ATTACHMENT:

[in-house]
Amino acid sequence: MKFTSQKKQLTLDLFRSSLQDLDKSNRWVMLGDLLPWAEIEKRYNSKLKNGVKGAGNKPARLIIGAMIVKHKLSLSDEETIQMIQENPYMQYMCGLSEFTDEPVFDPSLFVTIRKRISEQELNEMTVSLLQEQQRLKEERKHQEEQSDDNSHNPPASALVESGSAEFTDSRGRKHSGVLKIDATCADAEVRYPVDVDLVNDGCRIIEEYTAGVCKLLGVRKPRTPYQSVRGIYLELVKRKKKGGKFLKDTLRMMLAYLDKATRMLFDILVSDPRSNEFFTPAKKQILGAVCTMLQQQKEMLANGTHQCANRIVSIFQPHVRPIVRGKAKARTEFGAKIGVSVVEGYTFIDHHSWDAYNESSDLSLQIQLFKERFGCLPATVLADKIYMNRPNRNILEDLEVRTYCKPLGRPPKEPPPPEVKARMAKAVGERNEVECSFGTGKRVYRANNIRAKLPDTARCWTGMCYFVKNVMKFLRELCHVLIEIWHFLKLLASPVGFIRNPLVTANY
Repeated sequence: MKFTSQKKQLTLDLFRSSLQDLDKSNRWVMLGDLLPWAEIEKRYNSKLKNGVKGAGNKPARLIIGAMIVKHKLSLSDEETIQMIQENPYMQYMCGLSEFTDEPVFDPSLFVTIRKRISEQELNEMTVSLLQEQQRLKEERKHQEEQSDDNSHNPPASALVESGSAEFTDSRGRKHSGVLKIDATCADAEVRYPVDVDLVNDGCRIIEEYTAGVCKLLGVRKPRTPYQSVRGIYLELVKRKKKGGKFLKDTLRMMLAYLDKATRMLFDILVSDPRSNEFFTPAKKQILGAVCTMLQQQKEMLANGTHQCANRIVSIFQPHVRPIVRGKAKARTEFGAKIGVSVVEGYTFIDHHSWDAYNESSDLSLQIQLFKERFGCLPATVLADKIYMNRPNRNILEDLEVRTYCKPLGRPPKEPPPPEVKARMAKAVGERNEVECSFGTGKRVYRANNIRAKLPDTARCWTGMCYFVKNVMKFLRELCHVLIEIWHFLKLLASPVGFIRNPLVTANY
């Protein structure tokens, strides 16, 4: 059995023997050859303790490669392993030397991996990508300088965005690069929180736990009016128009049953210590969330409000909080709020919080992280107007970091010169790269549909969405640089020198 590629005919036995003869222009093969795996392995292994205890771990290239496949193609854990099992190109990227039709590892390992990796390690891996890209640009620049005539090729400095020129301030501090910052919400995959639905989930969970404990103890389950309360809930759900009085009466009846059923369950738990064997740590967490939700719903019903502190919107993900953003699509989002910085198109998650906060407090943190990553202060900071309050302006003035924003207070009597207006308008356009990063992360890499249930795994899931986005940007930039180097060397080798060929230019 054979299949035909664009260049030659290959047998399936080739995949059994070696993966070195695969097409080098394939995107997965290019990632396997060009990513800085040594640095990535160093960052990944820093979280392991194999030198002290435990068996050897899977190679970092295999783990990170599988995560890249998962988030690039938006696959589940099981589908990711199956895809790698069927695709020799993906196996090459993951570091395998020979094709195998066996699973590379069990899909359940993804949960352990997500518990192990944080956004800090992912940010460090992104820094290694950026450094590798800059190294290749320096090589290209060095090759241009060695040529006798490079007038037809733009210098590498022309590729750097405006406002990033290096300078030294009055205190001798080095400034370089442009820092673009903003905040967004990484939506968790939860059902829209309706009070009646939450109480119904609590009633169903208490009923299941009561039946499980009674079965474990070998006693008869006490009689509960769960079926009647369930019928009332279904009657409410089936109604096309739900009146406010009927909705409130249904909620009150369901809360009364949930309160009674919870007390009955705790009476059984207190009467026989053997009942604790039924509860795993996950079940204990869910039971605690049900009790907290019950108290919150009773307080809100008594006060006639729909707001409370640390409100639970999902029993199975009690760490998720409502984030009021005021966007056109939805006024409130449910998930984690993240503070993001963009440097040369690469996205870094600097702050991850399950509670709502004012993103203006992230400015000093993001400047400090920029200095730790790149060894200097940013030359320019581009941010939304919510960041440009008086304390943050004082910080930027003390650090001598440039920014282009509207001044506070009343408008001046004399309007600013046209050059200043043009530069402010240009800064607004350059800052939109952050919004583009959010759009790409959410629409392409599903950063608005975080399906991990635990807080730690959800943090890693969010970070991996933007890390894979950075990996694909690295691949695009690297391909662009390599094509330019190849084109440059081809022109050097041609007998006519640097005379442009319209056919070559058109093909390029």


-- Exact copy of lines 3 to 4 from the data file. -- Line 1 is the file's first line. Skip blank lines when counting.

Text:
Repeated sequence: MKFTSQKKQLTLDLFRSSLQDLDKSNRWVMLGDLLPWAEIEKRYNSKLKNGVKGAGNKPARLIIGAMIVKHKLSLSDEETIQMIQENPYMQYMCGLSEFTDEPVFDPSLFVTIRKRISEQELNEMTVSLLQEQQRLKEERKHQEEQSDDNSHNPPASALVESGSAEFTDSRGRKHSGVLKIDATCADAEVRYPVDVDLVNDGCRIIEEYTAGVCKLLGVRKPRTPYQSVRGIYLELVKRKKKGGKFLKDTLRMMLAYLDKATRMLFDILVSDPRSNEFFTPAKKQILGAVCTMLQQQKEMLANGTHQCANRIVSIFQPHVRPIVRGKAKARTEFGAKIGVSVVEGYTFIDHHSWDAYNESSDLSLQIQLFKERFGCLPATVLADKIYMNRPNRNILEDLEVRTYCKPLGRPPKEPPPPEVKARMAKAVGERNEVECSFGTGKRVYRANNIRAKLPDTARCWTGMCYFVKNVMKFLRELCHVLIEIWHFLKLLASPVGFIRNPLVTANY
């Protein structure tokens, strides 16, 4: 059995023997050859303790490669392993030397991996990508300088965005690069929180736990009016128009049953210590969330409000909080709020919080992280107007970091010169790269549909969405640089020198 590629005919036995003869222009093969795996392995292994205890771990290239496949193609854990099992190109990227039709590892390992990796390690891996890209640009620049005539090729400095020129301030501090910052919400995959639905989930969970404990103890389950309360809930759900009085009466009846059923369950738990064997740590967490939700719903019903502190919107993900953003699509989002910085198109998650906060407090943190990553202060900071309050302006003035924003207070009597207006308008356009990063992360890499249930795994899931986005940007930039180097060397080798060929230019 054979299949035909664009260049030659290959047998399936080739995949059994070696993966070195695969097409080098394939995107997965290019990632396997060009990513800085040594640095990535160093960052990944820093979280392991194999030198002290435990068996050897899977190679970092295999783990990170599988995560890249998962988030690039938006696959589940099981589908990711199956895809790698069927695709020799993906196996090459993951570091395998020979094709195998066996699973590379069990899909359940993804949960352990997500518990192990944080956004800090992912940010460090992104820094290694950026450094590798800059190294290749320096090589290209060095090759241009060695040529006798490079007038037809733009210098590498022309590729750097405006406002990033290096300078030294009055205190001798080095400034370089442009820092673009903003905040967004990484939506968790939860059902829209309706009070009646939450109480119904609590009633169903208490009923299941009561039946499980009674079965474990070998006693008869006490009689509960769960079926009647369930019928009332279904009657409410089936109604096309739900009146406010009927909705409130249904909620009150369901809360009364949930309160009674919870007390009955705790009476059984207190009467026989053997009942604790039924509860795993996950079940204990869910039971605690049900009790907290019950108290919150009773307080809100008594006060006639729909707001409370640390409100639970999902029993199975009690760490998720409502984030009021005021966007056109939805006024409130449910998930984690993240503070993001963009440097040369690469996205870094600097702050991850399950509670709502004012993103203006992230400015000093993001400047400090920029200095730790790149060894200097940013030359320019581009941010939304919510960041440009008086304390943050004082910080930027003390650090001598440039920014282009509207001044506070009343408008001046004399309007600013046209050059200043043009530069402010240009800064607004350059800052939109952050919004583009959010759009790409959410629409392409599903950063608005975080399906991990635990807080730690959800943090890693969010970070991996933007890390894979950075990996694909690295691949695009690297391909662009390599094509330019190849084109440059081809022109050097041609007998006519640097005379442009319209056919070559058109093909390029």